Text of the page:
Klutx: Let’s give ‘em some cotton and tobacco seeds. (sings) Ole Nile River, ‘dat Ole Nile River…

To maintain total control over their crumbling societies and economies, several dictators in Asia and Africa appear quite willing to allow significant percentages of their populations to starve.

Kelso: Just like Rumsfield’s “old Europe.” I heard Cardinal Richelieu treated the poor as if they were royalty, but later on they sent some clergy to the guillotine. That’s gratitude for ya.

Klutx:: Didn’t Richelieu look at lot like Tim Curry?

Karbo: No, more like Charleton Heston, but without a gun.

Some of the world's most dangerous and unstable regimes possess nuclear weapons, and others are working hard to acquire them. Terrorists likely will obtain nukes within 10 years, predicts Forecasting International, an agency that tracks possible future scenarios.

Klutx: Oh, I know, that’s the Al Roker Fan Club isn’t it?

Karbo: Keep up with the news, dude. Al almost got burned at the stake for predicting the weather with Runes and calling Anne Coulter an eye sore instead of eye candy.

Smaller-scale terrorist attacks will increase and terrorist groups will multiply. Al Qaeda-inspired franchises and spinoffs might come to political power in "any of perhaps a dozen countries" in the Arab world, South Asia or the "stans" of formerly Soviet Central Asia, warns Forecasting International President Marvin J. Cetron. "As things stand," he adds, "the war on terror will drag on for decades."

True, some thugs have been brought to justice in recent years, including Iraq's Saddam Hussein and Serbian dictator Slobodan Milosevic. The five-year-old International Criminal Court is pursuing some of the worst African despots and mass murderers. Liberian warlord Charles Taylor is on trial for crimes against humanity.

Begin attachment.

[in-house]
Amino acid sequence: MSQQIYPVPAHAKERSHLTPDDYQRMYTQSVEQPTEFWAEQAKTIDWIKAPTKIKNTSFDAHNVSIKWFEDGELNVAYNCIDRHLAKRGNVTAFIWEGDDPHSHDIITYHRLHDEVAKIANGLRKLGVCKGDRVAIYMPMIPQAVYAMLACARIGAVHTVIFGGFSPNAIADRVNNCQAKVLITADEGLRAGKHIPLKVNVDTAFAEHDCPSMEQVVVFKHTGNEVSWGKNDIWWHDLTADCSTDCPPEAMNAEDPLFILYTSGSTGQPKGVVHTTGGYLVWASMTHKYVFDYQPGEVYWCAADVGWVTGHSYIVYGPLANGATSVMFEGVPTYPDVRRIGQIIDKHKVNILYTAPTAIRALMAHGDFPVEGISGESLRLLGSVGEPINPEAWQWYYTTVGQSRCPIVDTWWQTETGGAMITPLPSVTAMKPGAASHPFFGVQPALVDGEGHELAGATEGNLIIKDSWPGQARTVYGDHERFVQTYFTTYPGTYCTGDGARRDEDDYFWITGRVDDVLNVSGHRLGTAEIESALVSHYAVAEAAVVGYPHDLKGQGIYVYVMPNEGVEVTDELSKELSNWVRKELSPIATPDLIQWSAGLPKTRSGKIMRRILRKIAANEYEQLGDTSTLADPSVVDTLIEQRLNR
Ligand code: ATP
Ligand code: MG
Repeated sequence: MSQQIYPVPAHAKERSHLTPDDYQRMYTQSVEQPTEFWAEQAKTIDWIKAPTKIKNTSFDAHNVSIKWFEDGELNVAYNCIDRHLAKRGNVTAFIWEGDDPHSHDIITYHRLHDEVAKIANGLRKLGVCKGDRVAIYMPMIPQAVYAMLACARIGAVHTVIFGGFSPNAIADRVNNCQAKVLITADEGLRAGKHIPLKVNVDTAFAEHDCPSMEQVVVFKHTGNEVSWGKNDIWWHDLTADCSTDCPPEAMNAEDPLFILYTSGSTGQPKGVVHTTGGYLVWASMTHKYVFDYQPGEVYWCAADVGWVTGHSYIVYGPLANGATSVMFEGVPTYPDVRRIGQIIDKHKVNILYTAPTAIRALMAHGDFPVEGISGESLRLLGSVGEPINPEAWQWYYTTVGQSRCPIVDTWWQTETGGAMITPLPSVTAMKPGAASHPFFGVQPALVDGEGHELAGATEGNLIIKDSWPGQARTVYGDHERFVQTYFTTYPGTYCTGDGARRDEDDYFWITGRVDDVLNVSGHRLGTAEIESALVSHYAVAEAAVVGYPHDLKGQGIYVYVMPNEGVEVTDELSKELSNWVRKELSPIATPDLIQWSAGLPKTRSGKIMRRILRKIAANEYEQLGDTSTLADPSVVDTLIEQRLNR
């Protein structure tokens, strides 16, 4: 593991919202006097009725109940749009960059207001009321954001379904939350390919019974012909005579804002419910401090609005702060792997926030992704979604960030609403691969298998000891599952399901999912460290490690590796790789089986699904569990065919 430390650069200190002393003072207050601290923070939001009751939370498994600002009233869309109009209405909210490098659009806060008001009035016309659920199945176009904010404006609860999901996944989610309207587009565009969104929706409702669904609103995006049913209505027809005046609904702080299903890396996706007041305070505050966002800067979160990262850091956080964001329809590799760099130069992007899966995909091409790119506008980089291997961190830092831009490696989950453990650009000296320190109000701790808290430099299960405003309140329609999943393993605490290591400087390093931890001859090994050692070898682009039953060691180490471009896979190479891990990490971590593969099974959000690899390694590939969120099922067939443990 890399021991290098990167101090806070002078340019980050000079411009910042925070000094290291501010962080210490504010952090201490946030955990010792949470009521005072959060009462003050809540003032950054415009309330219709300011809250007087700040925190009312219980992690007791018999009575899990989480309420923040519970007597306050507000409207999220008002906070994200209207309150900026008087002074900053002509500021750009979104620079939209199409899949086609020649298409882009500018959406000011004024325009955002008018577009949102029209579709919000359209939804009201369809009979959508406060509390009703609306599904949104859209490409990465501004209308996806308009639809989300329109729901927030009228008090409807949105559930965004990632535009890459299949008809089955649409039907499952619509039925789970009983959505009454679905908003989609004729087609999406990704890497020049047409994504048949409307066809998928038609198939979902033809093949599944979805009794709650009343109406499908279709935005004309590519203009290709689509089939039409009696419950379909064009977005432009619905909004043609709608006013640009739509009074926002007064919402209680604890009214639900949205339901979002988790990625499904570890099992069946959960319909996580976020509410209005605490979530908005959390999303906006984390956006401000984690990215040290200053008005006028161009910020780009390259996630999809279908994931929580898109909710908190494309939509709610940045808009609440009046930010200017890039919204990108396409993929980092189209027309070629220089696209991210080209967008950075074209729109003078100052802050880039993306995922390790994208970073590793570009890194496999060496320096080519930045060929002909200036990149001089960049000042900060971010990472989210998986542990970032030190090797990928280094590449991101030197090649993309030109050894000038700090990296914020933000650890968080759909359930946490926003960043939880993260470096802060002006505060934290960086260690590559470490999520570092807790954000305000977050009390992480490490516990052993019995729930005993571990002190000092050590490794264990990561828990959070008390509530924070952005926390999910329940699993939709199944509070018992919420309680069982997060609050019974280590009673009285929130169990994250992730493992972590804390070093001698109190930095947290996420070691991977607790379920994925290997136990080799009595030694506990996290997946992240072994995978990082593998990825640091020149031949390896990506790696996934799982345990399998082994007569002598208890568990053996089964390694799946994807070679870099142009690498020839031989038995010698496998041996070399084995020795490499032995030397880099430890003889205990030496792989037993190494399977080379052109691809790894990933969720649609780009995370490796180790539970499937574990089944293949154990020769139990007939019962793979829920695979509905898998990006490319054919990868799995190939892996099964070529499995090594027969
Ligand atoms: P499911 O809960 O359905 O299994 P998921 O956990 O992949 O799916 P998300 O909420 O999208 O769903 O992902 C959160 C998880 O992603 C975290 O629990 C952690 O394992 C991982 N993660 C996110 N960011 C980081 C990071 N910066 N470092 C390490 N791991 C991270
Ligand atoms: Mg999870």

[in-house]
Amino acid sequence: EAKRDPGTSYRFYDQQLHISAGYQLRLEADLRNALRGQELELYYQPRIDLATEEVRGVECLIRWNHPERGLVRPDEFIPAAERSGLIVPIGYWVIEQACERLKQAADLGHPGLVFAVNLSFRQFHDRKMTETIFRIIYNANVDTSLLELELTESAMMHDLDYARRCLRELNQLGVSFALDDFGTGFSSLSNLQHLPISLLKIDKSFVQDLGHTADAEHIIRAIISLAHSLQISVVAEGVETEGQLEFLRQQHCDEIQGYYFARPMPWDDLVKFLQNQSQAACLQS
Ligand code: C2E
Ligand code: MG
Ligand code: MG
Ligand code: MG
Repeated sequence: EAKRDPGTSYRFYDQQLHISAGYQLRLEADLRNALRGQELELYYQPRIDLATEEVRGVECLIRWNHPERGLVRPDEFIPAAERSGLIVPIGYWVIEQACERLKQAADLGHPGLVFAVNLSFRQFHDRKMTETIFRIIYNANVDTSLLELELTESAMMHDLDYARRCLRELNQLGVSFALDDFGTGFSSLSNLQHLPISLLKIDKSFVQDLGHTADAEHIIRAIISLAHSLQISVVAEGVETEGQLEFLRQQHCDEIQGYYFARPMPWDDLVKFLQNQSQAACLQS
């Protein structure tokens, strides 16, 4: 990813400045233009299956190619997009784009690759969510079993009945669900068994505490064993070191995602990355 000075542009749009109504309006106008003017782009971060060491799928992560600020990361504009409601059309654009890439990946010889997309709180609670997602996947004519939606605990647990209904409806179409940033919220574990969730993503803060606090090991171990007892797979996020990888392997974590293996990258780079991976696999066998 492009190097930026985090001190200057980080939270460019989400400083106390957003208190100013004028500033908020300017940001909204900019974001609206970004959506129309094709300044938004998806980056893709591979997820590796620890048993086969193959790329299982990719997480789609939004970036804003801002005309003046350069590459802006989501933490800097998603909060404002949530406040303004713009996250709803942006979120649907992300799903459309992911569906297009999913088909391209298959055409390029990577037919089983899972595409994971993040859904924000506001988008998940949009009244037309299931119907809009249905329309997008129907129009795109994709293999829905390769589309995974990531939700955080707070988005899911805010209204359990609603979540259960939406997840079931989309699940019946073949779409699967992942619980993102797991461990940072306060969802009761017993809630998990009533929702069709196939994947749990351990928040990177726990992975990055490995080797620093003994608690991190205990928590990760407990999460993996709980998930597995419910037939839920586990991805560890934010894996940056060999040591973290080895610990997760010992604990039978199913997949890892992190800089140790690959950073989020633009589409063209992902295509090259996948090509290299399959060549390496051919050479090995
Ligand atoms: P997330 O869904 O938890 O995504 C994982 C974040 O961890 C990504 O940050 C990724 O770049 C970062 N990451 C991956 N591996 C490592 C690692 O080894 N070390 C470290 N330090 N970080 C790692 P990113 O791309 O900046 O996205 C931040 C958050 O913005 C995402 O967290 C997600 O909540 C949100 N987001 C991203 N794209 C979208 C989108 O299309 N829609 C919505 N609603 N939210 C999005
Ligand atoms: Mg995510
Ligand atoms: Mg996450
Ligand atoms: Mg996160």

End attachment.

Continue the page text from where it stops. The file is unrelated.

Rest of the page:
Karbo:(Gasp!) Charles Taylor? Isn’t he the guy Pat Robertson told us was a devout Christian? Didn’t he get jobs for all those Liberarians in Pat’s mines pickin’ diamonds? You can’t trust anybody these days.

"These are uncomfortable times for tyrants, past and present," suggests The Economist magazine. "They used to be able to escape justice through brutality at home, or if that failed, fleeing abroad. Now justice's arms are looking longer and more muscular."

Klutx: Which gym does justice go to?

Kelso: I saw her arms. They were pretty buff before John Ashcroft covered up everything to shield us from those perky breasts.

But long-term prospects aren't encouraging when the supposedly civilized world can't define what tyranny is. Six years after the Sept. 11 attacks, the United Nations General Assembly "lacks the moral clarity to even agree on a definition of terrorism," wrote human-rights expert Joseph Loconte in Christianity Today. "Of the 53 member states of the Human Rights Commission, at least 25 percent were considered 'not free' by leading human-rights organizations.... During the last two decades, attempts to produce resolutions critical of human-rights violators routinely died in their crib -- blocked in backroom maneuvers" by notorious state sponsors of human rights abuse who were commission members.

Klutx: So that’s why Bolton hates the U.N. so much! Weren’t some of those ‘not free’ nations America’s best friends? Didn’t we give them some guns to play with?

The U.N. finally abolished the Human Rights Commission last year and replaced it with the new Human Rights Council. But that body, Loconte reported, "appears to have the same hug-a-thug mentality."